The Trials of Charles Manson, Tex Watson, Susie Atkins, Patricia Krewinkel, and Leslie Van Houten (1970-1971)
On June 15, 1970, Charles Manson, Susan Atkins, and Patricia Krewinkel were brought forward before a judge to stand trial for the murders of Sharon Tate, Jay Sebring, Abigail Folger, Steven Parent, Voytek Frycowski, Leno LaBianca, and Rosemary LaBianca - A total of 7 counts of murder and one count of conspiracy. Leslie Van Houten, another prominent “Family” member, was charged separately for 2 counts of murder and one count of conspiracy to murder. Linda Kasabian, another prominent member, offered herself as a witness to the prosecution, in exchange for immunity - she could not be charged for the crimes.
In the early stages of the trial, Manson was granted the privilege to act as his own defense. However, Manson acted inappropriately in court with rude outbursts, something that would continue throughout the trial. Manson was no longer permitted to act as his own counsel, and Irving Kanarek was appointed as lead defense attorney. In protest, Manson carved a swastika into his forehead.
During the trial, Kasabian was brought to the stand by Vincent Bugliosi, the lead prosecutor, and described in detail all of the murders which had taken place. Kanarek objected, saying that Kasabian was incompetent and insane; the judge overruled the objection.
President Richard Nixon declared that Manson was guilty; during testimony, Manson produced a newspaper with the headline, “MANSON GUILTY, NIXON DECLARES.” The defense moved to throw the trial by Presidential prejudice; the objection was overruled by merit of the jury swearing not to be influenced by the declaration.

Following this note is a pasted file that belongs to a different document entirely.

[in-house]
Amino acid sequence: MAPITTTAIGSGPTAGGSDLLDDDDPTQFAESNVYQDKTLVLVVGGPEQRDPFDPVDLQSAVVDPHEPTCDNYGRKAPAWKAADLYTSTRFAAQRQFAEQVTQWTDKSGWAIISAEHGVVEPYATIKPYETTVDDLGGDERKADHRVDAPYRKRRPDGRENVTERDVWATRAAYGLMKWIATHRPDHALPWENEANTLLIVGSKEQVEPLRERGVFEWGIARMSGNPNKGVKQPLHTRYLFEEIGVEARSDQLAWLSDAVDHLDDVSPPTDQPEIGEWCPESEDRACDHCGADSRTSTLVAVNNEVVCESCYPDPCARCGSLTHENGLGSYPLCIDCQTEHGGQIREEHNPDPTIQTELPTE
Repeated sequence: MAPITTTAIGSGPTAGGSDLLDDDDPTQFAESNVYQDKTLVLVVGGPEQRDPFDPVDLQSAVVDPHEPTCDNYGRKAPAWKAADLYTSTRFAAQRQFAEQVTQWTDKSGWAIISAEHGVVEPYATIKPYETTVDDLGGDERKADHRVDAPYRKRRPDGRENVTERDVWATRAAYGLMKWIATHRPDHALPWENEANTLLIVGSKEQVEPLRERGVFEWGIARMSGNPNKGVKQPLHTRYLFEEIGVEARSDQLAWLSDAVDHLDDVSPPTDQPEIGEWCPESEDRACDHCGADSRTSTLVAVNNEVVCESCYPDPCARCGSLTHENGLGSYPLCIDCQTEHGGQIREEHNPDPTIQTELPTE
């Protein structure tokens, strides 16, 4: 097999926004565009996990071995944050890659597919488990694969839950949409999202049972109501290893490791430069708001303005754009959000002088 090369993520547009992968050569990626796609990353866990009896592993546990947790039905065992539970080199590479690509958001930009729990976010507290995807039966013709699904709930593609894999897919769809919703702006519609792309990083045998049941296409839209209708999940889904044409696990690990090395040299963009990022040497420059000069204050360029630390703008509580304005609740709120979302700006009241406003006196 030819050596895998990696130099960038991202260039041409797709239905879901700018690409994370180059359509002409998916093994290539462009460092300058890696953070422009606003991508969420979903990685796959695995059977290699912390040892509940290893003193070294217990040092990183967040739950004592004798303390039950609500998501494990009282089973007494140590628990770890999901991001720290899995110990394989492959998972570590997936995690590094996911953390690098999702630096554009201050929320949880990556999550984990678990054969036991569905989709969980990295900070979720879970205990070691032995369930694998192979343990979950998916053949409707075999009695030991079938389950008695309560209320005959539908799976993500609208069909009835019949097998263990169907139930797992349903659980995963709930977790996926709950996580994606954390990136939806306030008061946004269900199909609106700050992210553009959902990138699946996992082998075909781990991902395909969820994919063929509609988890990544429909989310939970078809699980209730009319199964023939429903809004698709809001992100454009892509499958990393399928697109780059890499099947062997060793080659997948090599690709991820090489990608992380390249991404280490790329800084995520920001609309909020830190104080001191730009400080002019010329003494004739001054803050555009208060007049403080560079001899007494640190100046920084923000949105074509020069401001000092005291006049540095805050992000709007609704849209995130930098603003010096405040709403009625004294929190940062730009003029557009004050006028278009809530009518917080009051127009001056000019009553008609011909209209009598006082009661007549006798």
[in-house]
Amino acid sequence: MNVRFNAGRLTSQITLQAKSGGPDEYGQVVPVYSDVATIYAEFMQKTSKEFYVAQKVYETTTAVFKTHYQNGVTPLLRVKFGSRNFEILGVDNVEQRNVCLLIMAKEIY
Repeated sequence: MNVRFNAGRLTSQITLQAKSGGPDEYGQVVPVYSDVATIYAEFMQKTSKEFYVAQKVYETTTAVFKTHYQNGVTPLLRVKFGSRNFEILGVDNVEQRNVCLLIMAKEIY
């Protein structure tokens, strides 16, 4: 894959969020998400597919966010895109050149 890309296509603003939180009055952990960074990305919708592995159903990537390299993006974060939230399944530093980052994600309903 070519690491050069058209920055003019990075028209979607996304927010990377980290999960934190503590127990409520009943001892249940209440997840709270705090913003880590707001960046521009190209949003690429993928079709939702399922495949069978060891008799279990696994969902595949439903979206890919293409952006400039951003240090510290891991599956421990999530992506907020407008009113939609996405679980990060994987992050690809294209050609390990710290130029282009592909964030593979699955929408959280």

Once the prosecution closed their case, the defense immediately closed theirs as well. The women of the defense protested, claiming they wanted to testify as well. The defense’s argument was that they would not incriminate Manson - they would take all the blame for the murders and leave Manson out of it. Despite the protests of Kanarek and his team, the defendants were permitted to testify; however, Kanarek refused to question Atkins. Van Houten’s attorney refused to allow her to take the stand; the next day, he did not show up for court. He was eventually found dead, rumored killed by the Family.
Charles “Tex” Watson was charged separately in August 1971, and convicted of seven counts of murder and one count of conspiracy.
The jury for the main case found all defendants guilty on all counts. The jury came to the conclusion of the death sentence; however, in 1972, in the California Supreme Court case, all defendants’ sentences were commuted to life in prison.